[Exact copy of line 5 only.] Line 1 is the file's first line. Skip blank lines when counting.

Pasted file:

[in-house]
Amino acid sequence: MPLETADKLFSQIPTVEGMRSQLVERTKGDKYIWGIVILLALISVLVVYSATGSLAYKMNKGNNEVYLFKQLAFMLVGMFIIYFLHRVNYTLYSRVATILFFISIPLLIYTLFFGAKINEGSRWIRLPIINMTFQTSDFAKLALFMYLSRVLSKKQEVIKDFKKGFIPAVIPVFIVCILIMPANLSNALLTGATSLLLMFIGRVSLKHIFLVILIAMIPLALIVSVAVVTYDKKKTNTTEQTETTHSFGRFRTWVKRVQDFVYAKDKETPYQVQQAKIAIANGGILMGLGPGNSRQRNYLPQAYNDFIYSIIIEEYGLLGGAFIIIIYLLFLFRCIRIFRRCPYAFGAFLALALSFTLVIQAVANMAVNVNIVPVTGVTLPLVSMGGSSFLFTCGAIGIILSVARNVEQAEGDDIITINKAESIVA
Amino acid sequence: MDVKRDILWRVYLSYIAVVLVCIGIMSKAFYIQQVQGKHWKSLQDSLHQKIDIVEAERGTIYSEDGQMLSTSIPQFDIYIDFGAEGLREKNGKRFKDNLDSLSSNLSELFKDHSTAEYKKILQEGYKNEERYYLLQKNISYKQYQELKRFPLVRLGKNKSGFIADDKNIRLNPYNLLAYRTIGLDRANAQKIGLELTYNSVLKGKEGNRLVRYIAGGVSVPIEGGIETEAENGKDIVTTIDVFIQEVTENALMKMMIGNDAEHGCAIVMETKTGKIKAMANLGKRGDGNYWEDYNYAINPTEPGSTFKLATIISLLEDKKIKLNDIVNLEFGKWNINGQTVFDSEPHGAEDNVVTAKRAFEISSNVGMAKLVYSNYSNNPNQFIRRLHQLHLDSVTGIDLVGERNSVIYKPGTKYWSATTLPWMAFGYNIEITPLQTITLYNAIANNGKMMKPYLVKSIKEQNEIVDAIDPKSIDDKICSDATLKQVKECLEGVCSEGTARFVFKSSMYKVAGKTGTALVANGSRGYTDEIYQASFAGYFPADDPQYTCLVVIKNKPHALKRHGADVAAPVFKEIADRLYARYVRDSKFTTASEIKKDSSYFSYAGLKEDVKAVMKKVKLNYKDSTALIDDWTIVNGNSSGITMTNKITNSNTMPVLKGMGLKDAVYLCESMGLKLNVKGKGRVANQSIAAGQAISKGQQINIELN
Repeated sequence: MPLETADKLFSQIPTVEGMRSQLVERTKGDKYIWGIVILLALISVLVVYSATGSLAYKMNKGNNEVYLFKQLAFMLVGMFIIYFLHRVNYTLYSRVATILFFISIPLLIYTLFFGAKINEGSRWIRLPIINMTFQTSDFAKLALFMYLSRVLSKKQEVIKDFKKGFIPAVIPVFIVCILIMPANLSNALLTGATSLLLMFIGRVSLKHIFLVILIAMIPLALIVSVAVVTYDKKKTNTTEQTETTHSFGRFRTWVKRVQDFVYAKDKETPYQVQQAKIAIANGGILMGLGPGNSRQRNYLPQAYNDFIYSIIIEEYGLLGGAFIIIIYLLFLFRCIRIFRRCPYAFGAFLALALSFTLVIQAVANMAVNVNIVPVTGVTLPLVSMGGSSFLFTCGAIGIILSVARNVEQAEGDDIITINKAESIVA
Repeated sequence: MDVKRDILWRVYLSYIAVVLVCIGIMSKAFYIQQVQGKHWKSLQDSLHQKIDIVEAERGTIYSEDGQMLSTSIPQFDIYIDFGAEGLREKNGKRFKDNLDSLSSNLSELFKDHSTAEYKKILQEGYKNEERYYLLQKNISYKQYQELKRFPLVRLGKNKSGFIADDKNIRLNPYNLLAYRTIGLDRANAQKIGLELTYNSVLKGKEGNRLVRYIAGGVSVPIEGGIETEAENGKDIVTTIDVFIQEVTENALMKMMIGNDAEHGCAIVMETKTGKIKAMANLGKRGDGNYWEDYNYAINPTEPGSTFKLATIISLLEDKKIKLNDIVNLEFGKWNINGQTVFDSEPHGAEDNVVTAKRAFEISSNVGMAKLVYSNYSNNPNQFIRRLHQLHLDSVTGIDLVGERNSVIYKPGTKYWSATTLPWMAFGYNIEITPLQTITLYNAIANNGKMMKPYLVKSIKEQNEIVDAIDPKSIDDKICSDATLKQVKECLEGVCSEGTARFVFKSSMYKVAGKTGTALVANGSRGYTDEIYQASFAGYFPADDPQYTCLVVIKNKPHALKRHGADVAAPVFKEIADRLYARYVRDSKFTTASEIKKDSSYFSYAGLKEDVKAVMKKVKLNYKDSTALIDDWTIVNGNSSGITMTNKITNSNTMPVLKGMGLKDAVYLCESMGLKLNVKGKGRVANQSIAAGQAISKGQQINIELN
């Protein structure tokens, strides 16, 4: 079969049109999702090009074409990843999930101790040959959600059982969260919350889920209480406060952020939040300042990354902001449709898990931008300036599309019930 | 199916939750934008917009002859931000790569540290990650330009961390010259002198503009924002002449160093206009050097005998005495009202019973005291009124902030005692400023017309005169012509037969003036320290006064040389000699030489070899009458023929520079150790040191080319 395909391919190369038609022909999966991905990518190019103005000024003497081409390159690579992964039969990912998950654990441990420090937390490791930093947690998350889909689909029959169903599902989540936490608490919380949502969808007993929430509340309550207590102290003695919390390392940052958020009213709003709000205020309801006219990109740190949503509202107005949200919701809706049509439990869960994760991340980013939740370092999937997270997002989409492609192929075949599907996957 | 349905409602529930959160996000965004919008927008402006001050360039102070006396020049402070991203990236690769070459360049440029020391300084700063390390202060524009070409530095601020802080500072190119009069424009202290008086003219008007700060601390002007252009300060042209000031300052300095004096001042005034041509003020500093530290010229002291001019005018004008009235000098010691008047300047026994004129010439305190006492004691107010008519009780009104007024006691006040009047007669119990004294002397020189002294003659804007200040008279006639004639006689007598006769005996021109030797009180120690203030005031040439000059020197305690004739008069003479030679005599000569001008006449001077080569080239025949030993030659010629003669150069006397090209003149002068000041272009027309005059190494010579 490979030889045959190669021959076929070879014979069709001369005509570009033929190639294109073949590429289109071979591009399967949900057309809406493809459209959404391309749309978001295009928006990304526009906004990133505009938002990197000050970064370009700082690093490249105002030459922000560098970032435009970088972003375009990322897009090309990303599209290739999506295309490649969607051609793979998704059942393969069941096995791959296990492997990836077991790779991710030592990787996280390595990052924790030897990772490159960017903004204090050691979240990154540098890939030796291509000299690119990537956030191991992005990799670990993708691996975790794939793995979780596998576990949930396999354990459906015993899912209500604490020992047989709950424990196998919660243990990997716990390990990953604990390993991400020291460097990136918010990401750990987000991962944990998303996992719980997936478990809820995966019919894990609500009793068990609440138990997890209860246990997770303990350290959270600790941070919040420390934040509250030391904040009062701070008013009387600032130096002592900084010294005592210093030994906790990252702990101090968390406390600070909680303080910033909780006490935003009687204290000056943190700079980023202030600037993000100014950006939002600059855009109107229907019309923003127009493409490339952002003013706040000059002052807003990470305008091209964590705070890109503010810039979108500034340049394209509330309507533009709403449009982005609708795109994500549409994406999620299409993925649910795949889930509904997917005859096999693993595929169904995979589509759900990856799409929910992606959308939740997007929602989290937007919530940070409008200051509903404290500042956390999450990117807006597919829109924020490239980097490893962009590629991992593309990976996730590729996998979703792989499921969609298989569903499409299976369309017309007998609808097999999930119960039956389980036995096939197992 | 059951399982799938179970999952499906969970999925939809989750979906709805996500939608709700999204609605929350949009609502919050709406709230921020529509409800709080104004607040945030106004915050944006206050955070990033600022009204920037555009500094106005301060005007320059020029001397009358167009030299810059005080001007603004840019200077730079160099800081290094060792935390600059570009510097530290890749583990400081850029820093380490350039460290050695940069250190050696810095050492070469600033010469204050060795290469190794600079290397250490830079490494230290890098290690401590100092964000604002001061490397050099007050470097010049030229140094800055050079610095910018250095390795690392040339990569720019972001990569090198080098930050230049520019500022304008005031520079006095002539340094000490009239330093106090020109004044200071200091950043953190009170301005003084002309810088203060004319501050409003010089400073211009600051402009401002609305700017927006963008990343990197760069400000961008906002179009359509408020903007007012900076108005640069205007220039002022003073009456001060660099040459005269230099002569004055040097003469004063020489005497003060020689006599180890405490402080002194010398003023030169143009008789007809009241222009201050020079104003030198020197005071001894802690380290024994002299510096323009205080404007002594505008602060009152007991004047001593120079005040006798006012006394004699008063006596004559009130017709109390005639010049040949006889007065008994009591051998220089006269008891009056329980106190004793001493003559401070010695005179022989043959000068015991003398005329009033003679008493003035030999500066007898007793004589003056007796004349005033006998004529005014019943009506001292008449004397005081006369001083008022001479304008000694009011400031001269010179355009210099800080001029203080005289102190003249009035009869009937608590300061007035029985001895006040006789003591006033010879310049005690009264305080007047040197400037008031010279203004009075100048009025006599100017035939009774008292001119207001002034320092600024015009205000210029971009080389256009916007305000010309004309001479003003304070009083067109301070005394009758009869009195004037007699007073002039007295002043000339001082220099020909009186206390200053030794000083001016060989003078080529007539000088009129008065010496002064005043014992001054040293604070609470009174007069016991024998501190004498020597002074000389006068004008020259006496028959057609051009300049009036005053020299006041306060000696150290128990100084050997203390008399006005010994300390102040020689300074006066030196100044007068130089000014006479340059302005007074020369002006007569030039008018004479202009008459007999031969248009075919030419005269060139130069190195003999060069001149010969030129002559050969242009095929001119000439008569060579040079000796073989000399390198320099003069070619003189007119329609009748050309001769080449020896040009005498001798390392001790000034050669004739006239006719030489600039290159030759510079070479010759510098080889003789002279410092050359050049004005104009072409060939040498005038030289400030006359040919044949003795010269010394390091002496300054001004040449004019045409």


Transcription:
Repeated sequence: MDVKRDILWRVYLSYIAVVLVCIGIMSKAFYIQQVQGKHWKSLQDSLHQKIDIVEAERGTIYSEDGQMLSTSIPQFDIYIDFGAEGLREKNGKRFKDNLDSLSSNLSELFKDHSTAEYKKILQEGYKNEERYYLLQKNISYKQYQELKRFPLVRLGKNKSGFIADDKNIRLNPYNLLAYRTIGLDRANAQKIGLELTYNSVLKGKEGNRLVRYIAGGVSVPIEGGIETEAENGKDIVTTIDVFIQEVTENALMKMMIGNDAEHGCAIVMETKTGKIKAMANLGKRGDGNYWEDYNYAINPTEPGSTFKLATIISLLEDKKIKLNDIVNLEFGKWNINGQTVFDSEPHGAEDNVVTAKRAFEISSNVGMAKLVYSNYSNNPNQFIRRLHQLHLDSVTGIDLVGERNSVIYKPGTKYWSATTLPWMAFGYNIEITPLQTITLYNAIANNGKMMKPYLVKSIKEQNEIVDAIDPKSIDDKICSDATLKQVKECLEGVCSEGTARFVFKSSMYKVAGKTGTALVANGSRGYTDEIYQASFAGYFPADDPQYTCLVVIKNKPHALKRHGADVAAPVFKEIADRLYARYVRDSKFTTASEIKKDSSYFSYAGLKEDVKAVMKKVKLNYKDSTALIDDWTIVNGNSSGITMTNKITNSNTMPVLKGMGLKDAVYLCESMGLKLNVKGKGRVANQSIAAGQAISKGQQINIELN